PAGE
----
ART, 06. December 2000

Joanna Hayman-Bolt

Any artist who sites Donald Duck and Jesus Christ as the most important influences in their art must be worth taking a look at.
In the row of pristine gallery fronts in London's Cork street, you cannot miss Gottfried Helnwein's show; it's the one with the gigantic Mickey Mouse staring out at you.

The Robert Sandelson Gallery has given us a stunning show of the infamous, Austrian born artist's recent work. Helnwein is on a mission to find the answers to questions that no-one in Austria would give him; such as why the post-war republic portrayed itself as a victim rather than as one of the first main perpetrators of Nazism.

It's rare to see such explicit confrontation with major social issues. References in art to such horrors as the two world wars and the Holocaust are usually made indirectly through symbolism or abstraction. Despite attention given to the users of shock tactics, the majority of contemporary artists shy away from figurative images which directly illustrate horrific social realities, preferring instead to use personal concerns or the heavy use of irony. This is where Helnwein differs. His photo realist paintings are strongly illustrative of the results (rather than the acts) of Nazi oppression in the Second World War.

Where do Donald Duck and Mickey Mouse come into all this? Helnwein uses the strategy, known to many film makers, of juxtaposition; take a serious "adult" phenomenon such as death or sex and place it together with a picture of childlike innocence and the mental disturbance to the viewer is increased ten fold. The use of children and cartoon characters have several functions. They are not just a filmic special effect, although the paintings are particularly uncomfortable to look at for this reason; they have particular relevance to the artist both in terms of his own experiences and his concerns with some of the muffled truths of the Second World War. Helnwein was born in Austria; a country that had willingly embraced Nazi Germany. For decades after it's defeat the Austrian population had great difficulty in coming to terms with the evil association. Helnwein felt that for this reason he had been brought up in a dysfunctional society.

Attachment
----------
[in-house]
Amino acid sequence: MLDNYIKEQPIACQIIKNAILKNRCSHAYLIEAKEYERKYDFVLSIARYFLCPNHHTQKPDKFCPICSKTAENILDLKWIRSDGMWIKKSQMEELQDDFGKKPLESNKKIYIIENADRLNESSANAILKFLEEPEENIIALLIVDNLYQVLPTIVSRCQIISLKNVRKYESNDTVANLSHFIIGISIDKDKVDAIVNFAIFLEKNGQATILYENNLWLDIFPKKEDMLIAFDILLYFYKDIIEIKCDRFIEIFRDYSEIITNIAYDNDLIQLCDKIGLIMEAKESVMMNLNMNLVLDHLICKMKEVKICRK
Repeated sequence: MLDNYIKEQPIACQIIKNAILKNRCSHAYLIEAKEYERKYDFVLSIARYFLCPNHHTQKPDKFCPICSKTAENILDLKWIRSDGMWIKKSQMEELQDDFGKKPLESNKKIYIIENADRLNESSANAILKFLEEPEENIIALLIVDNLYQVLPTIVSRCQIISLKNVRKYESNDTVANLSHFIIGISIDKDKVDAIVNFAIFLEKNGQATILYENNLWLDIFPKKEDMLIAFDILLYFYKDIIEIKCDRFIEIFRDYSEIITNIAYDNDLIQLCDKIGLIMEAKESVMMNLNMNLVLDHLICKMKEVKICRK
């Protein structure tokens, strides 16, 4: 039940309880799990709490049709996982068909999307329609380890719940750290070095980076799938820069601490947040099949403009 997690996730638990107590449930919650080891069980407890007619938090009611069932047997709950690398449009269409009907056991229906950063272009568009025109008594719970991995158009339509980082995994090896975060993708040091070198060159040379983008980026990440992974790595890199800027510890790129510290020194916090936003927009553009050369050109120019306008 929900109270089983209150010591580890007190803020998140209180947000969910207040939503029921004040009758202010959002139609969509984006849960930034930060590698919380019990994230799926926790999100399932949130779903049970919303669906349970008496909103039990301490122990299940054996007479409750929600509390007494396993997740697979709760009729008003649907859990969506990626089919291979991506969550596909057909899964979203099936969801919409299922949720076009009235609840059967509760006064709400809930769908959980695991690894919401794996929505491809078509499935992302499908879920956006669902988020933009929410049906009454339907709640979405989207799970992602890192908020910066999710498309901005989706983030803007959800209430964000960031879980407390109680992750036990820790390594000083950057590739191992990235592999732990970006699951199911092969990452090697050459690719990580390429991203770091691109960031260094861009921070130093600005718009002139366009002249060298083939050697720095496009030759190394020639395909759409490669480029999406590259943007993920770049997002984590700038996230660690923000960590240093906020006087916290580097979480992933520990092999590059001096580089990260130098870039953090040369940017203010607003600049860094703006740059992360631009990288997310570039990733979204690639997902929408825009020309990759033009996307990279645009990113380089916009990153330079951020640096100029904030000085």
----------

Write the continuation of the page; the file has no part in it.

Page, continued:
The artist wrote of this time: "My childhood was a horror. Born right after the war, I lived in a world of deep depression and unlimited boredom . . . I never saw anyone laughing and I never heard anybody sing. I always felt I have (sic.) landed in limbo. A two-dimensional world without colours. My real life began when I got my first Mickey Mouse comic book from the Americans - when I opened a world full of three dimensions and wonders . . ."



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